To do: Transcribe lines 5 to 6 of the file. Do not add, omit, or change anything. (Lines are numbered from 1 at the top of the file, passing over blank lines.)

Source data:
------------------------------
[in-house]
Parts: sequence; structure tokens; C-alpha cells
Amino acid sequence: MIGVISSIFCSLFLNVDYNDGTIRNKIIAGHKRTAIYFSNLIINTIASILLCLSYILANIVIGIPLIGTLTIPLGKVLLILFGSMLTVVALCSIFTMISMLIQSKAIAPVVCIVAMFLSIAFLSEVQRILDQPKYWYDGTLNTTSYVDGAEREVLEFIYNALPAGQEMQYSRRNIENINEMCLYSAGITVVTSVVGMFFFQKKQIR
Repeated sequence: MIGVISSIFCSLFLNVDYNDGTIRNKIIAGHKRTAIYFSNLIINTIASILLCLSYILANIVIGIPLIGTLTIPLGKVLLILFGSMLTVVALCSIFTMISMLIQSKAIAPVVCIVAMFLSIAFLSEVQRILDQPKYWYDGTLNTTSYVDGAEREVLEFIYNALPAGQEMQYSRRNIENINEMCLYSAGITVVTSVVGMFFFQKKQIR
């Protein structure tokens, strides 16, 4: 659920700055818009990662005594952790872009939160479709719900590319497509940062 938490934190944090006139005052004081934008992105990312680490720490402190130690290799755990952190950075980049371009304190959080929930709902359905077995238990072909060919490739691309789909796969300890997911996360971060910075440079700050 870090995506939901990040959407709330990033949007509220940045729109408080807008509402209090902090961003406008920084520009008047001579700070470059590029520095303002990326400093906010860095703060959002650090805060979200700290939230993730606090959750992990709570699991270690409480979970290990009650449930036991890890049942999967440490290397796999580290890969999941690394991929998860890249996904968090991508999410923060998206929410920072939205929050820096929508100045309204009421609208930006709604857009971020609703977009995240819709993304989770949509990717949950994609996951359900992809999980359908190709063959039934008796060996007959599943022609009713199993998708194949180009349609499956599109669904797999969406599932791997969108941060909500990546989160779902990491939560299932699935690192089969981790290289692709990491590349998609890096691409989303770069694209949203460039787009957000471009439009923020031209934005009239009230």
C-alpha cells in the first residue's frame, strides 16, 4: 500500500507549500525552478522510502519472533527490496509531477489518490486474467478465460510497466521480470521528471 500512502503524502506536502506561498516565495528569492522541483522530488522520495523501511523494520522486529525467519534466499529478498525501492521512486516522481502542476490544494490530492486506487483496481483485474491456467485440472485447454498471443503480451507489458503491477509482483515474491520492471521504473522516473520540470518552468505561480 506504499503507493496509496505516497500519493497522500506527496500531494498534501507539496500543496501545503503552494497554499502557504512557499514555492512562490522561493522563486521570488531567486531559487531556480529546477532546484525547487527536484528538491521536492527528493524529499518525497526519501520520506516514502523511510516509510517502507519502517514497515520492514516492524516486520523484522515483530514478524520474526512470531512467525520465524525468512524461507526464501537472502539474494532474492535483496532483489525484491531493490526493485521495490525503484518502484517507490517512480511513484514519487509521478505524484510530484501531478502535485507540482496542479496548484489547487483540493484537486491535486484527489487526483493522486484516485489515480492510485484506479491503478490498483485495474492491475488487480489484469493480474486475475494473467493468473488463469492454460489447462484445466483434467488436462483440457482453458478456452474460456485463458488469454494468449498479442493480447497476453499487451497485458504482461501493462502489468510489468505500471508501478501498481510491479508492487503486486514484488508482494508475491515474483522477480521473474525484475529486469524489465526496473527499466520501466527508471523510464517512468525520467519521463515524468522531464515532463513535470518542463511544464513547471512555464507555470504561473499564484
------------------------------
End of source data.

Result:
């Protein structure tokens, strides 16, 4: 659920700055818009990662005594952790872009939160479709719900590319497509940062 938490934190944090006139005052004081934008992105990312680490720490402190130690290799755990952190950075980049371009304190959080929930709902359905077995238990072909060919490739691309789909796969300890997911996360971060910075440079700050 870090995506939901990040959407709330990033949007509220940045729109408080807008509402209090902090961003406008920084520009008047001579700070470059590029520095303002990326400093906010860095703060959002650090805060979200700290939230993730606090959750992990709570699991270690409480979970290990009650449930036991890890049942999967440490290397796999580290890969999941690394991929998860890249996904968090991508999410923060998206929410920072939205929050820096929508100045309204009421609208930006709604857009971020609703977009995240819709993304989770949509990717949950994609996951359900992809999980359908190709063959039934008796060996007959599943022609009713199993998708194949180009349609499956599109669904797999969406599932791997969108941060909500990546989160779902990491939560299932699935690192089969981790290289692709990491590349998609890096691409989303770069694209949203460039787009957000471009439009923020031209934005009239009230």
C-alpha cells in the first residue's frame, strides 16, 4: 500500500507549500525552478522510502519472533527490496509531477489518490486474467478465460510497466521480470521528471 500512502503524502506536502506561498516565495528569492522541483522530488522520495523501511523494520522486529525467519534466499529478498525501492521512486516522481502542476490544494490530492486506487483496481483485474491456467485440472485447454498471443503480451507489458503491477509482483515474491520492471521504473522516473520540470518552468505561480 506504499503507493496509496505516497500519493497522500506527496500531494498534501507539496500543496501545503503552494497554499502557504512557499514555492512562490522561493522563486521570488531567486531559487531556480529546477532546484525547487527536484528538491521536492527528493524529499518525497526519501520520506516514502523511510516509510517502507519502517514497515520492514516492524516486520523484522515483530514478524520474526512470531512467525520465524525468512524461507526464501537472502539474494532474492535483496532483489525484491531493490526493485521495490525503484518502484517507490517512480511513484514519487509521478505524484510530484501531478502535485507540482496542479496548484489547487483540493484537486491535486484527489487526483493522486484516485489515480492510485484506479491503478490498483485495474492491475488487480489484469493480474486475475494473467493468473488463469492454460489447462484445466483434467488436462483440457482453458478456452474460456485463458488469454494468449498479442493480447497476453499487451497485458504482461501493462502489468510489468505500471508501478501498481510491479508492487503486486514484488508482494508475491515474483522477480521473474525484475529486469524489465526496473527499466520501466527508471523510464517512468525520467519521463515524468522531464515532463513535470518542463511544464513547471512555464507555470504561473499564484